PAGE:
Raised with kindness

I posted this cartoon the other day on our Facebook page:

No automatic alt text available.

I posted it in the wake of another American school shooting.  Sometimes, in the aftermath of such a violent and tragic act, I can get a little prideful in being Canadian.  Nothing could ever happen like that here.  Canada is a safe place, a safe place for my children who can go to school each and every day with relative confidence about their safety.  They practice code whites and hid in closets and bathrooms, huddled together, pretending that there is a potientally dangerous stranger in the building.  But that's all they are doing -- pretending.  It's all about being prepared for some far off, likely will never take place possibility.  Right?  

So I work through that thinking, that somewhat tenious assurance that we live in a country where something so painful would never happen.  And then I begin to realize that I don't know for sure that it will never happen.  It just hasn't really happened to that scale yet.  We've had children lose their lives at school here in Saskatchewan. Let's not forget La Loche in 2016, where four people lost their lives.  But what's four compared to 14 or 20 children losing their lives?  Slowly, I realize that it could happen here, there is the chance that school shootings like our American neighbours have experienced could happen here... 

And it scares me.  I send my children to school each day surrounded by love and prayers, and the hope that in the face of a world that often seems bent on violence, that they know they are loved and cherished.  I hate that.  I hate that I wonder when it will happen here.  I hate that feeling of hopelessness and helplessness...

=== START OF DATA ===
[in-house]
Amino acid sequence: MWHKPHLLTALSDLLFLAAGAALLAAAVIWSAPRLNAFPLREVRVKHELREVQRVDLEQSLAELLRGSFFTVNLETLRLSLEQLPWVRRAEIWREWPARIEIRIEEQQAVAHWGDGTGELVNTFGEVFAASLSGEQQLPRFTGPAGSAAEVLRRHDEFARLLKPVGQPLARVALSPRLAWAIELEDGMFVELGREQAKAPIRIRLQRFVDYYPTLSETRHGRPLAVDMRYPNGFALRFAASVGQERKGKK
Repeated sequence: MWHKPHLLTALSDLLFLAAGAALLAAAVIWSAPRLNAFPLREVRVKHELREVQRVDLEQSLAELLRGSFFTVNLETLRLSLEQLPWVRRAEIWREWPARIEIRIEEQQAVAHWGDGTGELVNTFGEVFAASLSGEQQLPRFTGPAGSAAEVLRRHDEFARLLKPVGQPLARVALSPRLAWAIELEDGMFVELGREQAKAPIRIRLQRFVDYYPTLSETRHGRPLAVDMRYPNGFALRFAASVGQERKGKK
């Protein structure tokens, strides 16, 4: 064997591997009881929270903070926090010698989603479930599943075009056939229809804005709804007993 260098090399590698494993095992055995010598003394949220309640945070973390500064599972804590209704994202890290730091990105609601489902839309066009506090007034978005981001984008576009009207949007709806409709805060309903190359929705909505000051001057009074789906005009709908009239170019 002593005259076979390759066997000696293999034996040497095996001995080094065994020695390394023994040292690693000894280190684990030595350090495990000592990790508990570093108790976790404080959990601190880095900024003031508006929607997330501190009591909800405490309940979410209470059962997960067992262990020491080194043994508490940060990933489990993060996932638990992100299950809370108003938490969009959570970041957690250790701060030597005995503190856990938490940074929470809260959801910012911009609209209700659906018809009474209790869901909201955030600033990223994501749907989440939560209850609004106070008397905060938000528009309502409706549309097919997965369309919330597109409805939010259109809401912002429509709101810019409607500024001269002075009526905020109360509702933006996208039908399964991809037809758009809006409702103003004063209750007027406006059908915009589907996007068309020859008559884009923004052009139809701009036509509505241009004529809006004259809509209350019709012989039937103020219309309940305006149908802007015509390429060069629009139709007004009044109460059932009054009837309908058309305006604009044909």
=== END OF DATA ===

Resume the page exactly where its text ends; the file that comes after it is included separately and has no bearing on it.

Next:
And then I witness the teenagers from Stoneman Douglas High School speaking out.  The very same students who lived through the terror and confusion as their classmates were killed and injured, are now speaking out in support of stricter gun controls.  Instead of shrinking away, they are standing up.  They are giving voices to those who no longer can speak.  They are taking the President to task.  They are rallying, and speaking out, and countering violence with peaceful protest.  And they are rewarded with death threats and more fear.  It makes no sense to me.

For me, these teenagers, and the other children around the world who speak out in kindness in the face of violence.  And then this comic came across my Facebook feed and it dawned on me, this is what needs to be done and is being done.  We, I, as the faithful need to raise our children, our grandchildren, our godchildren, our friend's children with kindness.  We need to arm our tweens and teens with words and actions of kindness.  I can only imagine the Holy Spirit cheering us on as we work to find kindess and love in the world, using light to counter darkness.  All in defiance of loud, violent voices.  This is the kind of love and kindness that doesn't give up, it only gets stronger as it comes up against walls of hate and violence.  

So, I will do my best to raise my children to be forces for kindness.  I will do my best to be a force for kindness, modeling the same kind of love and kindness that Jesus offered in his life.  And in doing so, I will say to the forces of violence and hate -- Suck on that.  Amen.